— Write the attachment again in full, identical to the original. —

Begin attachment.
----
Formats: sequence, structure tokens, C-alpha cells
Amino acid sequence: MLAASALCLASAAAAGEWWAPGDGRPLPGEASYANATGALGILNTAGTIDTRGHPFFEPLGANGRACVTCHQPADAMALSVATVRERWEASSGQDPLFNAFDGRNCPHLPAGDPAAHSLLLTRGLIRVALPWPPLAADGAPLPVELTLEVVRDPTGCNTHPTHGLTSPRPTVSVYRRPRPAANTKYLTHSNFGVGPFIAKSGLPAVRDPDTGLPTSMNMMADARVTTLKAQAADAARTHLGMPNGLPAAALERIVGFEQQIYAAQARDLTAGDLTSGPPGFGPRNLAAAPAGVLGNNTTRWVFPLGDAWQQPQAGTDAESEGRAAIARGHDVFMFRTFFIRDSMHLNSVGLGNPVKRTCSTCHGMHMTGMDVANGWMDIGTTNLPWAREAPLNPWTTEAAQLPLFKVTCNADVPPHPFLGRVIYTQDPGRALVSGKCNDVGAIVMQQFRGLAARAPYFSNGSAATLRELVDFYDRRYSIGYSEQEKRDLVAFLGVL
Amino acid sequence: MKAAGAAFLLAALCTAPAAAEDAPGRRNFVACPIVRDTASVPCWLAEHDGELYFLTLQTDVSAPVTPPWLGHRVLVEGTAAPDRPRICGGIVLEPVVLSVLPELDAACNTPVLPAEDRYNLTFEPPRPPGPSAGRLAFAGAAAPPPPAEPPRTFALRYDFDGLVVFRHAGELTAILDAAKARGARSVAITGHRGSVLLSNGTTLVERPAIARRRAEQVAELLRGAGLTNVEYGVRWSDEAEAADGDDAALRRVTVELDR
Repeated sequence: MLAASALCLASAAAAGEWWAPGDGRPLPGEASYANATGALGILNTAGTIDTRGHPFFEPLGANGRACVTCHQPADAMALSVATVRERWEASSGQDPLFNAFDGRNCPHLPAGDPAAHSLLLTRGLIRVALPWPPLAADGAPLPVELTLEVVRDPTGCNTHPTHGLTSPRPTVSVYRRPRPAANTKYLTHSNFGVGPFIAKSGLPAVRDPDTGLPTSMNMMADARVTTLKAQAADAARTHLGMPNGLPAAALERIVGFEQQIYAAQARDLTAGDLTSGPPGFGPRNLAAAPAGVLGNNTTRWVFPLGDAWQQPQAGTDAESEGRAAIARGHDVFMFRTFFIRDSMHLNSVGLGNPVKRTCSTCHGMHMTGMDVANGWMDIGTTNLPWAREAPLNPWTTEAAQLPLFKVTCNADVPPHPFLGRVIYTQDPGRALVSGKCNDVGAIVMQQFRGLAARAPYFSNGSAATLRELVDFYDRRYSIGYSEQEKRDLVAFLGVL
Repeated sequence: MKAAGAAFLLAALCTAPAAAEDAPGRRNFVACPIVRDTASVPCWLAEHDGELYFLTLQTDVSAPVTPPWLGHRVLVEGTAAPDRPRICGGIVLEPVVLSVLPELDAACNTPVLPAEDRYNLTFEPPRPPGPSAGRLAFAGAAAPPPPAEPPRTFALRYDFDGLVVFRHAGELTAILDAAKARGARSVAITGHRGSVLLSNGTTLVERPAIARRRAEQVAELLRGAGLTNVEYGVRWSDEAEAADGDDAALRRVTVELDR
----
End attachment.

Formats: sequence, structure tokens, C-alpha cells
Amino acid sequence: MLAASALCLASAAAAGEWWAPGDGRPLPGEASYANATGALGILNTAGTIDTRGHPFFEPLGANGRACVTCHQPADAMALSVATVRERWEASSGQDPLFNAFDGRNCPHLPAGDPAAHSLLLTRGLIRVALPWPPLAADGAPLPVELTLEVVRDPTGCNTHPTHGLTSPRPTVSVYRRPRPAANTKYLTHSNFGVGPFIAKSGLPAVRDPDTGLPTSMNMMADARVTTLKAQAADAARTHLGMPNGLPAAALERIVGFEQQIYAAQARDLTAGDLTSGPPGFGPRNLAAAPAGVLGNNTTRWVFPLGDAWQQPQAGTDAESEGRAAIARGHDVFMFRTFFIRDSMHLNSVGLGNPVKRTCSTCHGMHMTGMDVANGWMDIGTTNLPWAREAPLNPWTTEAAQLPLFKVTCNADVPPHPFLGRVIYTQDPGRALVSGKCNDVGAIVMQQFRGLAARAPYFSNGSAATLRELVDFYDRRYSIGYSEQEKRDLVAFLGVL
Amino acid sequence: MKAAGAAFLLAALCTAPAAAEDAPGRRNFVACPIVRDTASVPCWLAEHDGELYFLTLQTDVSAPVTPPWLGHRVLVEGTAAPDRPRICGGIVLEPVVLSVLPELDAACNTPVLPAEDRYNLTFEPPRPPGPSAGRLAFAGAAAPPPPAEPPRTFALRYDFDGLVVFRHAGELTAILDAAKARGARSVAITGHRGSVLLSNGTTLVERPAIARRRAEQVAELLRGAGLTNVEYGVRWSDEAEAADGDDAALRRVTVELDR
Repeated sequence: MLAASALCLASAAAAGEWWAPGDGRPLPGEASYANATGALGILNTAGTIDTRGHPFFEPLGANGRACVTCHQPADAMALSVATVRERWEASSGQDPLFNAFDGRNCPHLPAGDPAAHSLLLTRGLIRVALPWPPLAADGAPLPVELTLEVVRDPTGCNTHPTHGLTSPRPTVSVYRRPRPAANTKYLTHSNFGVGPFIAKSGLPAVRDPDTGLPTSMNMMADARVTTLKAQAADAARTHLGMPNGLPAAALERIVGFEQQIYAAQARDLTAGDLTSGPPGFGPRNLAAAPAGVLGNNTTRWVFPLGDAWQQPQAGTDAESEGRAAIARGHDVFMFRTFFIRDSMHLNSVGLGNPVKRTCSTCHGMHMTGMDVANGWMDIGTTNLPWAREAPLNPWTTEAAQLPLFKVTCNADVPPHPFLGRVIYTQDPGRALVSGKCNDVGAIVMQQFRGLAARAPYFSNGSAATLRELVDFYDRRYSIGYSEQEKRDLVAFLGVL
Repeated sequence: MKAAGAAFLLAALCTAPAAAEDAPGRRNFVACPIVRDTASVPCWLAEHDGELYFLTLQTDVSAPVTPPWLGHRVLVEGTAAPDRPRICGGIVLEPVVLSVLPELDAACNTPVLPAEDRYNLTFEPPRPPGPSAGRLAFAGAAAPPPPAEPPRTFALRYDFDGLVVFRHAGELTAILDAAKARGARSVAITGHRGSVLLSNGTTLVERPAIARRRAEQVAELLRGAGLTNVEYGVRWSDEAEAADGDDAALRRVTVELDR